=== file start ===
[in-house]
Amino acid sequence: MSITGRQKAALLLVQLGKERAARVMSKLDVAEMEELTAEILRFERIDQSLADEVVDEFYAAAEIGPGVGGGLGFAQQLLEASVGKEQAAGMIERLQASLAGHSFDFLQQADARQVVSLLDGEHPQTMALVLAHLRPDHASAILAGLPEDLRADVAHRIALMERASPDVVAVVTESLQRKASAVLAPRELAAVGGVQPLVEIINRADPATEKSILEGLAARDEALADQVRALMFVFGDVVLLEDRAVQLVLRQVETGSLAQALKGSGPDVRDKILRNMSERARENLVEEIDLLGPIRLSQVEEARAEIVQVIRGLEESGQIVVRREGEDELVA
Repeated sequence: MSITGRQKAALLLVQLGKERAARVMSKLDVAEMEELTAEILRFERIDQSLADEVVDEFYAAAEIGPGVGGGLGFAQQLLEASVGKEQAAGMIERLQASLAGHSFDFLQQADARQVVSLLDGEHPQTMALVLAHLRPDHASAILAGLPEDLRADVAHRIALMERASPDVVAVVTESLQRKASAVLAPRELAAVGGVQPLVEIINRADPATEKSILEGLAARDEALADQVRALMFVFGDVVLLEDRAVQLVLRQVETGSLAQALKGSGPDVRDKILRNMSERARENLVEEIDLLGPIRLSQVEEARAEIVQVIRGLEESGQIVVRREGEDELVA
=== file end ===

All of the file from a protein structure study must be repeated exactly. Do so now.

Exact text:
[in-house]
Amino acid sequence: MSITGRQKAALLLVQLGKERAARVMSKLDVAEMEELTAEILRFERIDQSLADEVVDEFYAAAEIGPGVGGGLGFAQQLLEASVGKEQAAGMIERLQASLAGHSFDFLQQADARQVVSLLDGEHPQTMALVLAHLRPDHASAILAGLPEDLRADVAHRIALMERASPDVVAVVTESLQRKASAVLAPRELAAVGGVQPLVEIINRADPATEKSILEGLAARDEALADQVRALMFVFGDVVLLEDRAVQLVLRQVETGSLAQALKGSGPDVRDKILRNMSERARENLVEEIDLLGPIRLSQVEEARAEIVQVIRGLEESGQIVVRREGEDELVA
Repeated sequence: MSITGRQKAALLLVQLGKERAARVMSKLDVAEMEELTAEILRFERIDQSLADEVVDEFYAAAEIGPGVGGGLGFAQQLLEASVGKEQAAGMIERLQASLAGHSFDFLQQADARQVVSLLDGEHPQTMALVLAHLRPDHASAILAGLPEDLRADVAHRIALMERASPDVVAVVTESLQRKASAVLAPRELAAVGGVQPLVEIINRADPATEKSILEGLAARDEALADQVRALMFVFGDVVLLEDRAVQLVLRQVETGSLAQALKGSGPDVRDKILRNMSERARENLVEEIDLLGPIRLSQVEEARAEIVQVIRGLEESGQIVVRREGEDELVA